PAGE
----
Once a horse has gotten spoiled enough to kick, bite or paw a handler, they may need more convincing that you are the boss of your herd of two. They may need a hard jerk or two on a lead-rope or -- heaven forbid -- a spanking or two. I, personally, am not a big fan of chain lead-shanks. I think they get more beginners in trouble than if they left them alone and I don't really need one. So, I just use a stiff 'cowboy style' rope halter. I know they look pretty 'tacky' in an 'English' barn, but I like them better than a chain. Just personal preference, I suppose. If a horse 'bows up' at me or just refuses to back up or move over (not at all unusual with a really dominant, spoiled horse), I will spank the horse on the chest or shoulder with a dressage whip or a twisted, folded up piece of baling wire. When I was training full time for the public, I kept a piece of folded up and twisted baling wire in my back pocket. It might stay there (like the hoof pick that is always in my other back pocket) for weeks at a time without ever needing it, but if a horse bulled up and refused to move-- or worse yet, swung its butt or tried to push its shoulder into me -- it was right handy where I could remind him who moved their feet first and where they were going to move them. Now, that I do not handle other people's spoiled horses very often and only handle my own (that have never had a chance to misbehave), I do not need to be as prepared. Like I said before, it is much easier to start them right in their relationship with you and never let them even think for a minute that they might be the dominant one in your pair than to fix a broken relationship with them.

    Everyone should really take this to heart: Never peck or tap on a misbehaving horse. Spank it good and spank it more than is needed to just barely get the job done. You want it to NOT repeat the behavior and NOT try you again. If you are only going to just 'peck' on a horse, you are better not touching it at all. It only makes one madder and only makes one worse. Thrash it out good enough that it knows better than to try kicking or biting or whatever again and then you only have to do it once. Then and only then is it effective to spank a horse. If you spank one and it lays its ears back and it makes it mad, you did not do it harshly enough to make it effective and you only made the situation worse. This is how ALL of the really mean, vicious horses I have encountered got that way. Someone 'pecked' on them only hard enough to make them meaner.

    Now, before all of you 'horsie huggers' think I am a mean old lady that is abusing horses and NOT using 'Natural Horsemanship', I maintain that I AM USING Natural Horsemanship and YOU ARE NOT! I am teaching a horse a lesson it will remember and respect just like the lead horse in a herd teaches it -- with great discomfort and misery -- I hope! Then, that lesson will not have to be repeated. If you have to repeatedly discipline a horse, then you are not doing it effectively enough to be doing it right. Done correctly --- It only takes once or twice at the most.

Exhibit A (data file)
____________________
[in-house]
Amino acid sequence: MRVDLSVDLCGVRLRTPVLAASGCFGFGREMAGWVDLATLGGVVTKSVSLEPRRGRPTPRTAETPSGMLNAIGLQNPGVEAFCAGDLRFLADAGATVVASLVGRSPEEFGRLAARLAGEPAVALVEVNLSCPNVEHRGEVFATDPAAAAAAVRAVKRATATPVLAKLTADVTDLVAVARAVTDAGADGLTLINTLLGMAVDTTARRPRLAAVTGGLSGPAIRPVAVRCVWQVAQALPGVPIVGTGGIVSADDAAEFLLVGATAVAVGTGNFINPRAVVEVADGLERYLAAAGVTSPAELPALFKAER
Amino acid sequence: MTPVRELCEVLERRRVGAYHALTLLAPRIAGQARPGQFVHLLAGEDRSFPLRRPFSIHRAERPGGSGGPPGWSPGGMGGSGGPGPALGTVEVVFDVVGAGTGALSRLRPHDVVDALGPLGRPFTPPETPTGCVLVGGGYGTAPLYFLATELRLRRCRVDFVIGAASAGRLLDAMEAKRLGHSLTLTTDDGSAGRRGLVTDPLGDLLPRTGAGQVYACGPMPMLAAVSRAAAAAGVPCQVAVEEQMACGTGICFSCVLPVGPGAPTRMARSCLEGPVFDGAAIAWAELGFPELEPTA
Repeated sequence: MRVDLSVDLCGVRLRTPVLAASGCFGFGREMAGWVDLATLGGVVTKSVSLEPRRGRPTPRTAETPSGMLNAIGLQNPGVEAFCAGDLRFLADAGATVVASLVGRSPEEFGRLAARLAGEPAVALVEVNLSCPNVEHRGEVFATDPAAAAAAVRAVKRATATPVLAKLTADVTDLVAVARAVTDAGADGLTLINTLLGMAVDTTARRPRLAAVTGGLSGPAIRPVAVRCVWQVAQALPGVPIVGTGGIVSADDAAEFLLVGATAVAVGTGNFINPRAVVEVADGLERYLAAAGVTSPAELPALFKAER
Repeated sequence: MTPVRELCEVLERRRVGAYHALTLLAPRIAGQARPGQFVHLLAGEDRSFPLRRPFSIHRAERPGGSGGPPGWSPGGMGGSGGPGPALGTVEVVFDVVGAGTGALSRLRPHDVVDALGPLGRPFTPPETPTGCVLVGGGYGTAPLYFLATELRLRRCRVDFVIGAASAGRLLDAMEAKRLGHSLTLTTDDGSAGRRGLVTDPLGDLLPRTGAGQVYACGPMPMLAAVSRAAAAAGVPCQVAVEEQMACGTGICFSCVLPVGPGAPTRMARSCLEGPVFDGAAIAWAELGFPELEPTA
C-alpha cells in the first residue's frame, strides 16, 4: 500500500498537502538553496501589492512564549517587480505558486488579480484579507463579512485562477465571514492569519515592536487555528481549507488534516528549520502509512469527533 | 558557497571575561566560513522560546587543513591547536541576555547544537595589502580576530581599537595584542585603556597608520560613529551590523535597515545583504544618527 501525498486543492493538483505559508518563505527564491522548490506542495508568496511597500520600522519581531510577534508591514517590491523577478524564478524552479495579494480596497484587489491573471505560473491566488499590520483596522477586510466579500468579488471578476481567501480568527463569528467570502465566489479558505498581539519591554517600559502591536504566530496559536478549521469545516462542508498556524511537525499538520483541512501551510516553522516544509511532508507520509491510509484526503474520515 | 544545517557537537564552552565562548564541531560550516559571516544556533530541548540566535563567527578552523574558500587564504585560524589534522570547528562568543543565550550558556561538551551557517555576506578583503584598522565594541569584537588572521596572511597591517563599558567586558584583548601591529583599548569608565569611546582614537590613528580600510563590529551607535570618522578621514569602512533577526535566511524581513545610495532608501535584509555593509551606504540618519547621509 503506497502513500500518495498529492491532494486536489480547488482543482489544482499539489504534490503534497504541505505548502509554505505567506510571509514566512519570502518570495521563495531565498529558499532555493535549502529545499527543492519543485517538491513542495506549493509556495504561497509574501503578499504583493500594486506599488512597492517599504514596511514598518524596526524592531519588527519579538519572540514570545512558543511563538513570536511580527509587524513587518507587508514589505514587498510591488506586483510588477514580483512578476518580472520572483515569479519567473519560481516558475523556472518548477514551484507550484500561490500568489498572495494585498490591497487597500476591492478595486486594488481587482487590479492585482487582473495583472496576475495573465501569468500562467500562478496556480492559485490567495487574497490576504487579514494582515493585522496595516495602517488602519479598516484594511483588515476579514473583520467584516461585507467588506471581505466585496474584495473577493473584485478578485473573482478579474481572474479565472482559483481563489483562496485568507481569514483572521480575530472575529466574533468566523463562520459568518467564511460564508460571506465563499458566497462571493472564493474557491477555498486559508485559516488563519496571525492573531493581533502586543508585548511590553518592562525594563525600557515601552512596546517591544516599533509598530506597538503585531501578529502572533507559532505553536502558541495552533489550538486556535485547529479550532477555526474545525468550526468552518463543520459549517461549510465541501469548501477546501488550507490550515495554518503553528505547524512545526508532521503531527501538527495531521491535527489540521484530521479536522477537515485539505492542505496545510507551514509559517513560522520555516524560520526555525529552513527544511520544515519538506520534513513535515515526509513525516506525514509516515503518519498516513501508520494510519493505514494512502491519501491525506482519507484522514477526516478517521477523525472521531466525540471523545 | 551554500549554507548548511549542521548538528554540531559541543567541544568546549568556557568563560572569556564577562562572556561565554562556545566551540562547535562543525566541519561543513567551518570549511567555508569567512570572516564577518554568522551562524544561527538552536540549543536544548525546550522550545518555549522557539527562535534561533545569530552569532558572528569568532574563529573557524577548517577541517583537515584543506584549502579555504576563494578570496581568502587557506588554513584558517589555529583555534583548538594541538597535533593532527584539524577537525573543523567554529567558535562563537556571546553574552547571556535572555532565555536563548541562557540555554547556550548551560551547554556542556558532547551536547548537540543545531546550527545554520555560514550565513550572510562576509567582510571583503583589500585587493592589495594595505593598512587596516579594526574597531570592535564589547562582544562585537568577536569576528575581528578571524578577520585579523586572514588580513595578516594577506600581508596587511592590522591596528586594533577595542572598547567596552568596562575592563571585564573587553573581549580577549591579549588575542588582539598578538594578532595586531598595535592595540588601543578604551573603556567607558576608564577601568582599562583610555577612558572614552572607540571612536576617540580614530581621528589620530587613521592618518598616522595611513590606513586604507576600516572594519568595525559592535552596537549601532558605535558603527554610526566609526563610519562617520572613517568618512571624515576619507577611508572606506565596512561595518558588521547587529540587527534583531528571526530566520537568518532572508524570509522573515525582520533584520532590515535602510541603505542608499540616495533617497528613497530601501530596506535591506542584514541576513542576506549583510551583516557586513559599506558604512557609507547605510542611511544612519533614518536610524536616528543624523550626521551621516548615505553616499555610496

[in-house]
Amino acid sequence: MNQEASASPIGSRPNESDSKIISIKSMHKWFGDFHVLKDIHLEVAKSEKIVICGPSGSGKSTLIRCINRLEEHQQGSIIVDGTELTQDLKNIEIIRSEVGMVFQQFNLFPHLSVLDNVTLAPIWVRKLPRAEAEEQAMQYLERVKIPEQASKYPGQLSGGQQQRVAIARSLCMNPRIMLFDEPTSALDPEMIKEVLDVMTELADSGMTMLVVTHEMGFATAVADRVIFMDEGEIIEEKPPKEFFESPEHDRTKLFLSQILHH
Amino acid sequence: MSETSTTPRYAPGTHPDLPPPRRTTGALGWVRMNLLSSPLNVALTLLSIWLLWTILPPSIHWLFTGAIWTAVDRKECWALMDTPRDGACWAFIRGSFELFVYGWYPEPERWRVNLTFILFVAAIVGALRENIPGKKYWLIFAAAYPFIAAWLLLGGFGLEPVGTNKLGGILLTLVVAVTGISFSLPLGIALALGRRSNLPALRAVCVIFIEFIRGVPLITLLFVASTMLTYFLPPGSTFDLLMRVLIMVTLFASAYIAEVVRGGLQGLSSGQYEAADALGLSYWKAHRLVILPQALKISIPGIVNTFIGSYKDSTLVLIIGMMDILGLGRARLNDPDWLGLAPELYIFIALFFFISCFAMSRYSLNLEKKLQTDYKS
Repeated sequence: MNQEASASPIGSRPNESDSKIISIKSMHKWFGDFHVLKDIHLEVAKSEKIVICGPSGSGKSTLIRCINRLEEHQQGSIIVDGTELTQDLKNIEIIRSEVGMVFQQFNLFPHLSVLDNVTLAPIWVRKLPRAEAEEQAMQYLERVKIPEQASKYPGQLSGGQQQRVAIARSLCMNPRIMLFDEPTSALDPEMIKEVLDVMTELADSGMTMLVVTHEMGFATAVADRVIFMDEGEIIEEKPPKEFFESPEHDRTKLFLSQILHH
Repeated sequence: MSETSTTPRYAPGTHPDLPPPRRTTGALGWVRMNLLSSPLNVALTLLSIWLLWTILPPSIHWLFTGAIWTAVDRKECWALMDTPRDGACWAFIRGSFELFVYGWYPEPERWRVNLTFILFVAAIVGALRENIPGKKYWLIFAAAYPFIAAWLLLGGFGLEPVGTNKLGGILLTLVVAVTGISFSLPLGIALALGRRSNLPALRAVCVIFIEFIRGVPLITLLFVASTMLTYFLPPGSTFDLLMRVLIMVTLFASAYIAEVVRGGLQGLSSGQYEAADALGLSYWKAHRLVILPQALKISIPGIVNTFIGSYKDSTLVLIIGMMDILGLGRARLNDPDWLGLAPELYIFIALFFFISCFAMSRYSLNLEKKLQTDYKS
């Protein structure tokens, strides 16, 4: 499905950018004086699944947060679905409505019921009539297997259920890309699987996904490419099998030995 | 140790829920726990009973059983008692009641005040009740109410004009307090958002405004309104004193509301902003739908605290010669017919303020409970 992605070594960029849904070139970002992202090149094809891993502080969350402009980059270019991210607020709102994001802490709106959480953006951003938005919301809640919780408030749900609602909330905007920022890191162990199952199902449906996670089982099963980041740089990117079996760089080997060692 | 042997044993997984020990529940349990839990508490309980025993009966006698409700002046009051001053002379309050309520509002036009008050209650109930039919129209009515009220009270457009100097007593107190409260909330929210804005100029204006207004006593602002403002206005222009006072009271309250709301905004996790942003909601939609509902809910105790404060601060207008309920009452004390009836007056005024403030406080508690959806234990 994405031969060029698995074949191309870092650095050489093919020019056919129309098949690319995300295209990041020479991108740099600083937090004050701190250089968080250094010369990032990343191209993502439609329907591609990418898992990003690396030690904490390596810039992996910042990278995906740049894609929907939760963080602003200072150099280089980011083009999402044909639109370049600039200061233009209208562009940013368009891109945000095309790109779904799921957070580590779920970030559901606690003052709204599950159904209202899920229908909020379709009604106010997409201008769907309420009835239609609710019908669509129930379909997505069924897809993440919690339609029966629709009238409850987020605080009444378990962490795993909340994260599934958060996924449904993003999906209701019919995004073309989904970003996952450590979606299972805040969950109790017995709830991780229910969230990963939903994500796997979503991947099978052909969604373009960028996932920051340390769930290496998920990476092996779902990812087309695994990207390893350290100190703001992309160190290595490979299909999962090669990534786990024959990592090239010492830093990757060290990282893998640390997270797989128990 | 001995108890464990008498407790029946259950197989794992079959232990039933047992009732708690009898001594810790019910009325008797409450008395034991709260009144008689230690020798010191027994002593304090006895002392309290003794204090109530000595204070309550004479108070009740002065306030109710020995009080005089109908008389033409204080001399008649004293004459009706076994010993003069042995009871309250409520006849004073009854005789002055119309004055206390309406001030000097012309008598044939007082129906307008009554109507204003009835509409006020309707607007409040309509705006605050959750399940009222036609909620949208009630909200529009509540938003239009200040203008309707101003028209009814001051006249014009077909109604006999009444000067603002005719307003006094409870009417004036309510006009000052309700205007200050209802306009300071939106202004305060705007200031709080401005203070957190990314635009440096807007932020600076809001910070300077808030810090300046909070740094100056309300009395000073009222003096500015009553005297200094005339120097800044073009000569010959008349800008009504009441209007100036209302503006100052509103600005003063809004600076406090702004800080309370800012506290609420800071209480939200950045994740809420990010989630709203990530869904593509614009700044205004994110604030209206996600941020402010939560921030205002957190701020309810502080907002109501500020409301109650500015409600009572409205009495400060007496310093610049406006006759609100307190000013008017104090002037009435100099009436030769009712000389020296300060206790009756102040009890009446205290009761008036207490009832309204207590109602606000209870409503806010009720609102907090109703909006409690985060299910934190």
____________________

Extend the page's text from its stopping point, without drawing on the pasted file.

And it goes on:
Kiwigirl stands and applaudes! Yay Cherie!
         
        02-03-2011, 11:25 PM
      #27
    Yearling
    GreenTreeFrog, I know that you have been on the Parelli thread on NH section of training Cheries post really highlights the main thing you have to be careful of when dealing with Parelli.

    To quote Cherie:

    Everyone should really take this to heart: Never peck or tap on a misbehaving horse. Spank it good and spank it more than is needed to just barely get the job done. You want it to NOT repeat the behavior and NOT try you again. If you are only going to just 'peck' on a horse, you are better not touching it at all. It only makes one madder and only makes one worse. Thrash it out good enough that it knows better than to try kicking or biting or whatever again and then you only have to do it once. Then and only then is it effective to spank a horse. If you spank one and it lays its ears back and it makes it mad, you did not do it harshly enough to make it effective and you only made the situation worse. This is how ALL of the really mean, vicious horses I have encountered got that way. Someone 'pecked' on them only hard enough to make them meaner.

    This paragraph defines many Parelli devotees relationship with their horses. Just be careful that your games don't become pointless pecking. The most important part when dealing with a horse is knowing when to STOP what your doing.

    Sorry for dragging the Parelli thread into yours, I am genuinely trying to be helpful if I am not being helpful then feel free to ignore me .
         
        02-03-2011, 11:47 PM
      #28
    Super Moderator
    Thank you Kiwigirl.

    You are absolutely correct about many of the Parelli disciples. I help many beginners and 4-H type people find suitable horses. I have gotten to where I will not even go look at a horse that is advertised as a 'Parelli horse'. Most of them I have gone and looked at ride terrible and are so 'ill' and just plain mad at everybody from the endless hours of pointless pecking and game playing that instead of developing a good relationship with their owner they have just plain learned to hate people. I know that is not what the program is designed to do, but the way many people practice it, that is what they get. That is why a mentor --- a real live one-on-one person to work with, gives you 'feedback' and tells you what you are not doing right. No tape or DVD or memories of a 'clinic' or 'demonstraton' can do that. You can screw it up and no one is there to tell you that you are doing this or that wrong. You are just free to keep screwing it up until you have a really 'ill' horse that is beyond repair.
         
        02-04-2011, 12:32 AM
      #29
    Foal
    Thank you thank you Cherie. I am REALLY grateful for the time you took to write out the advice.

    I will take it onboard and follow it. It sounds like great, common sense advice.

    I have engaged the services of an NH instructor to work alongside my own research and education on working with horses.

    Again, thank you.
         
        02-11-2011, 07:06 AM
      #30
    Weanling
    It's good to always expect a horse will kick you any chance it gets, but hope it doesnt. That way when it doesn't kick you, you can feel really happy and when it does kick you, you can only blame yourself!